Evidently, the ‘new normal’ that portions of the elite seem to have in mind for us regarding food, would move eating habits beyond these sadly familiar realms of incivility, vulgarity and barbarism into new ‘transhumanist’, ‘bugman’ territory. Each alternative food product would be almost unrecognizable from any identifiable fruit of creation, having been genetically engineered, puréed, reconstituted, chemically enhanced, and marketed as a simulacrum of beloved pop favorites.

If we are serious about restoring the Catholic City, it’s essential to restore the Catholic culture of our homes, including those of the family table. In the shattered remains of Christendom, in this Christianitas minima that we inhabit, we may not be able to effect significant political change—but we certainly can till the soil of culture in the hearth. Consider how transformative it might be for a Diocese to forgo the enticements of a slick new catechetical program and simply urge the faithful of the diocese to dine together as a family every day and pray one decade of the Holy Rosary. I submit that there would be a rich yield of apostolic fruit. We must be radical; we must begin at the roots. There is little closer to the roots than food!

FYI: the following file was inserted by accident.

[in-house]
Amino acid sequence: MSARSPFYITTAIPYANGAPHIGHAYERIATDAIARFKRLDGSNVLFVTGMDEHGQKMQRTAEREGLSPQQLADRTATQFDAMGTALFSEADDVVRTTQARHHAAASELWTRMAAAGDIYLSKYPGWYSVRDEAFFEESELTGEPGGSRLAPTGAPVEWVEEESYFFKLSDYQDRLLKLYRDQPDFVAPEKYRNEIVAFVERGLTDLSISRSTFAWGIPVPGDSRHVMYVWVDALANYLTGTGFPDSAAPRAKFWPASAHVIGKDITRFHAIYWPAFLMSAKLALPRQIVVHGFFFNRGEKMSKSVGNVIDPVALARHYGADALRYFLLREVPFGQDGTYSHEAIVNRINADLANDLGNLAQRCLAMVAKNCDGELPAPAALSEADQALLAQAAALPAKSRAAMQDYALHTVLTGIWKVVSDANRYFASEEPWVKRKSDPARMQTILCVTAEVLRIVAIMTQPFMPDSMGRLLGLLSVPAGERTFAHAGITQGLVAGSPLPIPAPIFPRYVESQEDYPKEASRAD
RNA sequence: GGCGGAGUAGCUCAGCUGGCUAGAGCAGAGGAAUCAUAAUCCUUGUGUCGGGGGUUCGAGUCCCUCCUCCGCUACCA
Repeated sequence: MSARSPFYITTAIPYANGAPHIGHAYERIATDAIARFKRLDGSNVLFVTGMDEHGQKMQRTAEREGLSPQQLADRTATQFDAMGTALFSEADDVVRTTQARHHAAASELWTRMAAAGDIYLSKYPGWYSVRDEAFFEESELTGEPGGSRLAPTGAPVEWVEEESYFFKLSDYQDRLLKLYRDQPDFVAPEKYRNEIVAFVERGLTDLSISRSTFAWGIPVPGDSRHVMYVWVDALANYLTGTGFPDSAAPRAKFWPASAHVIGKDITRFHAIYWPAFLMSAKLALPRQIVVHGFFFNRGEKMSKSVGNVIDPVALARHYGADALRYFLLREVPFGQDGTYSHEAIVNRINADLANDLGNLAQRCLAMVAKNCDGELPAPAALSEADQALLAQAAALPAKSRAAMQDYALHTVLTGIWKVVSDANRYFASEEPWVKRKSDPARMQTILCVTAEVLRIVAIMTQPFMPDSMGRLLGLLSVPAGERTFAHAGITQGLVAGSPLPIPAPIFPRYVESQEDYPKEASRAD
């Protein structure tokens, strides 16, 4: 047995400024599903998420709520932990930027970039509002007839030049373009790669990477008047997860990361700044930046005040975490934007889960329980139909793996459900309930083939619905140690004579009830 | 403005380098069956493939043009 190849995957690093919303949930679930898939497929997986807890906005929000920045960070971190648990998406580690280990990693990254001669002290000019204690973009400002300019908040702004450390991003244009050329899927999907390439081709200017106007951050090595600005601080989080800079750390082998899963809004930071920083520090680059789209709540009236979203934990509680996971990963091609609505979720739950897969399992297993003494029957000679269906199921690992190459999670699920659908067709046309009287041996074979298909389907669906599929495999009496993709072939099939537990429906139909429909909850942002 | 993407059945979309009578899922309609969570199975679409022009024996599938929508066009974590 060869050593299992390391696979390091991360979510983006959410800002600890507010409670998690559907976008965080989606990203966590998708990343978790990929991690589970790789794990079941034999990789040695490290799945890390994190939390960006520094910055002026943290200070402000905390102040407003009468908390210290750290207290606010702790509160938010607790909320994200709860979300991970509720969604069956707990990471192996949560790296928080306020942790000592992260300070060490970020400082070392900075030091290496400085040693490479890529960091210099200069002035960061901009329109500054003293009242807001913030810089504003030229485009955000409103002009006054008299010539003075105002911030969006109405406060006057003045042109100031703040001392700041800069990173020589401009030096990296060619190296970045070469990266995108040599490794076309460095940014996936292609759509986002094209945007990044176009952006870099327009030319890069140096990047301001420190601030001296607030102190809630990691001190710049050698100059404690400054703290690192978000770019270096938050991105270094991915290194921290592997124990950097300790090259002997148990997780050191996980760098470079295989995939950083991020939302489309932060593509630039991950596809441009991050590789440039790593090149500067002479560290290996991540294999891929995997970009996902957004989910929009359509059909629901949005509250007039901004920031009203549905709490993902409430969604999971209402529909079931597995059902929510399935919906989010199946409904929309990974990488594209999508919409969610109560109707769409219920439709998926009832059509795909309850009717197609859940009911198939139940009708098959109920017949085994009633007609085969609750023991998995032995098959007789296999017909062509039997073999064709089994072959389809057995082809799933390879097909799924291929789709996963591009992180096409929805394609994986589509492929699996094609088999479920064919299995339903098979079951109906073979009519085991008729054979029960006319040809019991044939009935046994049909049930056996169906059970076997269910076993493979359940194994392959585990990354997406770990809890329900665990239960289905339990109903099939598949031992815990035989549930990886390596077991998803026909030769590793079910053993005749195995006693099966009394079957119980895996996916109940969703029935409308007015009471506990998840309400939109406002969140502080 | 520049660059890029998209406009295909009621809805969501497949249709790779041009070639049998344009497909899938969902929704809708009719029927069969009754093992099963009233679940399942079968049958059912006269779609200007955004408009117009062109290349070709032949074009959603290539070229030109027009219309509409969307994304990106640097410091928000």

In conclusion, I would therefore like to share some practical steps readers and their families can take to help restore culture at the roots. Firstly, don’t snack—eat only at mealtimes—and say Grace before and after you dine, transforming your daily meals into a sacral moment of communion with God, as well as your fellow man.

Secondly, recover the liturgical rhythm of feasting and fasting. We need to take up the powerful weapon of the Christian against the flesh and celebrate the mysteries of our redemption in Christ’s life, as well as celebrating the Saints days that the world is forgetting and replacing with secular feast days.